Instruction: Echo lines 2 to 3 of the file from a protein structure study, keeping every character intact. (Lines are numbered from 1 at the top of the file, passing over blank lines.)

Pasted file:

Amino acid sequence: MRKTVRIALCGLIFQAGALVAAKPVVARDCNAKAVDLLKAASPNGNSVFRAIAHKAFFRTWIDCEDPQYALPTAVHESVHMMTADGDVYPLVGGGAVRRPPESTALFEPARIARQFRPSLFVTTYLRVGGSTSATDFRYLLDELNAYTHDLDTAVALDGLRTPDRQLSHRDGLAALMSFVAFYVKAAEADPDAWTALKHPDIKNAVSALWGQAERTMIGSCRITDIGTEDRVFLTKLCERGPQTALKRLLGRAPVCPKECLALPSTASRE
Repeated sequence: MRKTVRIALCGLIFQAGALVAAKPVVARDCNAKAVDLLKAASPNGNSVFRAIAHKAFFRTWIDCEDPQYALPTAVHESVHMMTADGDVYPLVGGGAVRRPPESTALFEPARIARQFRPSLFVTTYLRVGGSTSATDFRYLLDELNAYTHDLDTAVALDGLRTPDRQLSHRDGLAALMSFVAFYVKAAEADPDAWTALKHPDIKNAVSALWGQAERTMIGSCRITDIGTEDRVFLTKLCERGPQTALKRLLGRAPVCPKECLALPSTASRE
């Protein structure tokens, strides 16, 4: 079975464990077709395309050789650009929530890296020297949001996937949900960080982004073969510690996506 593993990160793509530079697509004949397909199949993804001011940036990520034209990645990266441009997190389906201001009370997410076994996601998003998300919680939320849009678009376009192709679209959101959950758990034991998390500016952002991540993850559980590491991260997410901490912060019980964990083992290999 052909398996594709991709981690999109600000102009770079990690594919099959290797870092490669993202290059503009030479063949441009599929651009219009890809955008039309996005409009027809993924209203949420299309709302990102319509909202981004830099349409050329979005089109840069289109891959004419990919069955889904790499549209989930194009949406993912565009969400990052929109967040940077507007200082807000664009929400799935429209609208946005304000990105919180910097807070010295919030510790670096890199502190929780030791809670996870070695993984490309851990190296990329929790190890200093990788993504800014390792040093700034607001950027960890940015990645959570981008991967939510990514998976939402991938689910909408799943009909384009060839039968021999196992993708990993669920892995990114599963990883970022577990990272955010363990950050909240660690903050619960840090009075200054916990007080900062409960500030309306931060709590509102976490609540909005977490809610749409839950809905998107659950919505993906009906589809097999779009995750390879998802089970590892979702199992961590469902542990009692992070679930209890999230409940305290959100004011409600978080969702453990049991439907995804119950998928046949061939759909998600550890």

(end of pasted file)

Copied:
Repeated sequence: MRKTVRIALCGLIFQAGALVAAKPVVARDCNAKAVDLLKAASPNGNSVFRAIAHKAFFRTWIDCEDPQYALPTAVHESVHMMTADGDVYPLVGGGAVRRPPESTALFEPARIARQFRPSLFVTTYLRVGGSTSATDFRYLLDELNAYTHDLDTAVALDGLRTPDRQLSHRDGLAALMSFVAFYVKAAEADPDAWTALKHPDIKNAVSALWGQAERTMIGSCRITDIGTEDRVFLTKLCERGPQTALKRLLGRAPVCPKECLALPSTASRE
């Protein structure tokens, strides 16, 4: 079975464990077709395309050789650009929530890296020297949001996937949900960080982004073969510690996506 593993990160793509530079697509004949397909199949993804001011940036990520034209990645990266441009997190389906201001009370997410076994996601998003998300919680939320849009678009376009192709679209959101959950758990034991998390500016952002991540993850559980590491991260997410901490912060019980964990083992290999 052909398996594709991709981690999109600000102009770079990690594919099959290797870092490669993202290059503009030479063949441009599929651009219009890809955008039309996005409009027809993924209203949420299309709302990102319509909202981004830099349409050329979005089109840069289109891959004419990919069955889904790499549209989930194009949406993912565009969400990052929109967040940077507007200082807000664009929400799935429209609208946005304000990105919180910097807070010295919030510790670096890199502190929780030791809670996870070695993984490309851990190296990329929790190890200093990788993504800014390792040093700034607001950027960890940015990645959570981008991967939510990514998976939402991938689910909408799943009909384009060839039968021999196992993708990993669920892995990114599963990883970022577990990272955010363990950050909240660690903050619960840090009075200054916990007080900062409960500030309306931060709590509102976490609540909005977490809610749409839950809905998107659950919505993906009906589809097999779009995750390879998802089970590892979702199992961590469902542990009692992070679930209890999230409940305290959100004011409600978080969702453990049991439907995804119950998928046949061939759909998600550890």